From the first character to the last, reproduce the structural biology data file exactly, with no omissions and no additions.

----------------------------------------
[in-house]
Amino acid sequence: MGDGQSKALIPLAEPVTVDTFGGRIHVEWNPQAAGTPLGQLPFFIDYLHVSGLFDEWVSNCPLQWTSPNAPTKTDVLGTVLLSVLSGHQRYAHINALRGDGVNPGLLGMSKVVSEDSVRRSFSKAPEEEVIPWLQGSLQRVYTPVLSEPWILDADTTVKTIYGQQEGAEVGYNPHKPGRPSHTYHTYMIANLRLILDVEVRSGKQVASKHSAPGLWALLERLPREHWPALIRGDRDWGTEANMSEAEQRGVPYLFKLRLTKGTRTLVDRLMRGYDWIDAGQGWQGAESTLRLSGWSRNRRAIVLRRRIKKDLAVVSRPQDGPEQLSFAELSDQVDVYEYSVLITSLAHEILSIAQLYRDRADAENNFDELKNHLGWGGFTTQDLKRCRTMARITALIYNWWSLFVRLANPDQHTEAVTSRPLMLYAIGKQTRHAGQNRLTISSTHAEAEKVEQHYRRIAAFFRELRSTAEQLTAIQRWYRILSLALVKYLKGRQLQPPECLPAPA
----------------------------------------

[in-house]
Amino acid sequence: MGDGQSKALIPLAEPVTVDTFGGRIHVEWNPQAAGTPLGQLPFFIDYLHVSGLFDEWVSNCPLQWTSPNAPTKTDVLGTVLLSVLSGHQRYAHINALRGDGVNPGLLGMSKVVSEDSVRRSFSKAPEEEVIPWLQGSLQRVYTPVLSEPWILDADTTVKTIYGQQEGAEVGYNPHKPGRPSHTYHTYMIANLRLILDVEVRSGKQVASKHSAPGLWALLERLPREHWPALIRGDRDWGTEANMSEAEQRGVPYLFKLRLTKGTRTLVDRLMRGYDWIDAGQGWQGAESTLRLSGWSRNRRAIVLRRRIKKDLAVVSRPQDGPEQLSFAELSDQVDVYEYSVLITSLAHEILSIAQLYRDRADAENNFDELKNHLGWGGFTTQDLKRCRTMARITALIYNWWSLFVRLANPDQHTEAVTSRPLMLYAIGKQTRHAGQNRLTISSTHAEAEKVEQHYRRIAAFFRELRSTAEQLTAIQRWYRILSLALVKYLKGRQLQPPECLPAPA